FREEDOM THAT RISKS HARM TO ONESELF
Protestors in several countries recently commemorated the anniversary of the death of Mahsa Amini, a 22-year-old Kurdish-Iranian woman who died in police custody in Iran last year. Amini had been arrested by morality police for allegedly violating Iran’s mandatory headscarf law. Her death is believed to have resulted from beatings inflicted by Iranian police. News of the tragedy triggered massive protests across the country that threatened to overthrow the Islamic regime. Though the uprising was violently put down, women in Tehran and elsewhere could be seen openly flaunting the headscarf rule. Amini’s efforts to win freedom were celebrated by anniversary gatherings not only in Iran but also in England, France, Italy, and Germany.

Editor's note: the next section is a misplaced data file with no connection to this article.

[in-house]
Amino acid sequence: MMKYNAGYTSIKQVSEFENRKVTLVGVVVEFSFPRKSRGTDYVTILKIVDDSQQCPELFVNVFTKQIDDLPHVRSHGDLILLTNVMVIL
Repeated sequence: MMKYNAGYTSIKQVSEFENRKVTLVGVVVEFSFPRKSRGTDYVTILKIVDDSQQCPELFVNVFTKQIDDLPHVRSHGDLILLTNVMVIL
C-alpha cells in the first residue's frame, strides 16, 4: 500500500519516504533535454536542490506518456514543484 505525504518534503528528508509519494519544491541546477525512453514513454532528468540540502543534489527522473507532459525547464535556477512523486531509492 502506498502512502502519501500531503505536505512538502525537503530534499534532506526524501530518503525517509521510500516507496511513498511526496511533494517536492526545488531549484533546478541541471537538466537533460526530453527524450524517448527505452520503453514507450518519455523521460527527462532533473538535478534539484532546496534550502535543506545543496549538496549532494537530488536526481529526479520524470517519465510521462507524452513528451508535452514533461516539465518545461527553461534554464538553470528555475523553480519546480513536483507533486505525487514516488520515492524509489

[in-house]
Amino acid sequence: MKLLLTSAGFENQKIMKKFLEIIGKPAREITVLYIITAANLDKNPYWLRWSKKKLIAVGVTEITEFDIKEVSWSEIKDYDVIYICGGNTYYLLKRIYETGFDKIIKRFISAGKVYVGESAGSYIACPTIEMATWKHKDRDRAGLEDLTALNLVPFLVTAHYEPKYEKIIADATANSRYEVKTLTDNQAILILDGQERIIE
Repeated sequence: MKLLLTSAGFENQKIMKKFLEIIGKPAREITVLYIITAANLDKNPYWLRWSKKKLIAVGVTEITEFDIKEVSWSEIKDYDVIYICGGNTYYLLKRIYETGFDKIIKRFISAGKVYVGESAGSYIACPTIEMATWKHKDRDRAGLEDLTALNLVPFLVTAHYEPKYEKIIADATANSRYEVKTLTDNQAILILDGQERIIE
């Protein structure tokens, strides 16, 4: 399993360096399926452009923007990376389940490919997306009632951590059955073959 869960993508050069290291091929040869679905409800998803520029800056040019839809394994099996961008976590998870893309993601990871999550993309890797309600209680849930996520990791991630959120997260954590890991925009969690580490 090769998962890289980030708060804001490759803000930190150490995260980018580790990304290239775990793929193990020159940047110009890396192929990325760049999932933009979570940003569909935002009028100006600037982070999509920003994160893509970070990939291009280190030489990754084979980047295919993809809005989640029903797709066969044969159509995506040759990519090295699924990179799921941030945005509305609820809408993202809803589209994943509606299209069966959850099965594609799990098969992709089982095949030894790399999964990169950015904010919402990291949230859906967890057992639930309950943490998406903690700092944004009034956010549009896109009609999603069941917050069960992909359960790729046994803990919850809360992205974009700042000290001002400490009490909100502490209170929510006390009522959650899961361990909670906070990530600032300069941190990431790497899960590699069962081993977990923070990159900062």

FREEDOM THAT RISKS HARM TO OTHERS
Paul countered the claims of some people connected to the church at Corinth who were saying that freedom in Christ meant they were freed from restrictions of any kind. The apostle argued against such libertinism, saying that the freedom we have in Jesus is not meant to be license to sin—nor should it be used to cause others to stumble. If our flaunting of freedoms harms the faith of others, then we are not walking in love.
- What freedoms do you enjoy now that you or others had to fight for?
- Why do people sometimes flaunt freedoms that others do not have access to?
- How can we keep our freedoms from becoming a stumbling block for someone else?